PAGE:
You’ve got quail
Depending on where you call home, your mail carrier might be doing much more than leaving you bills or multiple boxes from your latest Amazon splurge.
Audubon recently told the story of Kathy Short, a veteran mail carrier. For 15 years, she drove 68 miles across Kentucky, from Cave City to along the edge of Mammoth Cave National Park, delivering mail. It was a pretty standard job … except for several days each year.
Short, Audubon reports, volunteered for Kentucky’s annual Rural Mail Carrier Survey. So each year, she reported how many northern bobwhite quail and cottontail rabbits were spotted on her mail route.
The website says the survey started in Kentucky in 1960 and plays “a crucial tool for the wildlife agency to track populations of these two game species.” More than 700 mail carriers volunteer each year.
“It gives you a chance to pay attention to the beauty around you,” Short told Audubon.
Are others doing these surveys?
Absolutely. Audubon reports at least five states, including Wisconsin and Nebraska, have its own surveys.
Wisconsin keeps things pretty simple: its mail carriers count Ring-necked Pheasants for three consecutive mornings each year in late April. Nebraska, on the other hand, was the first of any state to initiate a citizen-scientist survey of this kind. The state also has the most complex survey of any state.
Nebraska started surveys of Ring-necked Pheasants back in 1945. Jeff Lusk, the state’s upland game-bird manager, told Audobon that he believes the study was created due to “the impact of a couple of harsh winters after the Dust Bowl obliterated vegetation the birds need.”
How does the survey work?
Though Audubon reports the process of enlisting rural mail carriers is unknown, the strategy behind it is fairly simple. Pheasants, and all other species used for surveys, are easy to spot from the road. And, in rural areas, mail carriers frequent seldom-traveled roads more often than other motorists.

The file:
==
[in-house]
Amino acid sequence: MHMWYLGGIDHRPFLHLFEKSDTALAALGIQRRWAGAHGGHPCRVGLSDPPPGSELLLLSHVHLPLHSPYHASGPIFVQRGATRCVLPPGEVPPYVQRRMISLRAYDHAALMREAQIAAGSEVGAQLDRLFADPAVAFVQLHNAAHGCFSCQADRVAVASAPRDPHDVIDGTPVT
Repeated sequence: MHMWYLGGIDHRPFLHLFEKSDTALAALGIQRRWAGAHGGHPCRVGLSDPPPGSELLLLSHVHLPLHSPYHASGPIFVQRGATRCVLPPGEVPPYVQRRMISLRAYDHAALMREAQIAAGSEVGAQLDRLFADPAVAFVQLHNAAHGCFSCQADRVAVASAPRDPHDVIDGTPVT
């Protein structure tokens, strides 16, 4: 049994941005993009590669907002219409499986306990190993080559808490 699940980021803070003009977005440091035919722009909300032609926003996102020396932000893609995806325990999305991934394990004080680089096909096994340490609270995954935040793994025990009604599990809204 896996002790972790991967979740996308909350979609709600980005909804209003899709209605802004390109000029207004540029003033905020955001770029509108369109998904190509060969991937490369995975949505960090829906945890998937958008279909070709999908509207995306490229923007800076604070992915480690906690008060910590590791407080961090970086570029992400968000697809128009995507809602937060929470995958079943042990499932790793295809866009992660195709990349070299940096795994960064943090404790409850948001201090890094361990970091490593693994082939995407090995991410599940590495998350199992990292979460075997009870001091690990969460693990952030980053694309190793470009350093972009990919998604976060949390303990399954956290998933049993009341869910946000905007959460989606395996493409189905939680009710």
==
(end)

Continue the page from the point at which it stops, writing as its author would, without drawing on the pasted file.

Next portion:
“There are far more postal carriers than there are wildlife biologists,” Lusk told Audubon.
Each survey, regardless of species or state, works the same. Wildlife departments send local postmasters survey cards. After tallying how many of each targeted species the postmaster sees, he or she mails it back. Using the tally combined with a map of the postal route, scientists estimate a species’ prevalence — for
And does the survey work?
Yes, and no. It’s not as reliable as a formal wildlife census, Audubon reports, but it’s also not meant to serve that purpose. The surveys are called a “population index,” meaning it’s just an estimate. Still, these indexes have great value to scientists, who often combine them with other data.
“We can still gather a lot of information about what the population is doing,” Kentucky state small-game biologist Cody Rhoden told Audubon.
Like any survey, there are strengths and weaknesses. With each survey lasting only a few days, something as unpredictable like the weather could change the results, Audubon says. With that in mind, counts can vary from year to year. However, even skewed data can still suite well for long-term population trends.
“This data really helps us build that long-term perspective on how our populations are doing,” Karie Deck, who coordinates research for the Nebraska Game and Parks Commission, told Audubon. “It becomes one piece of a much bigger population assessment.”
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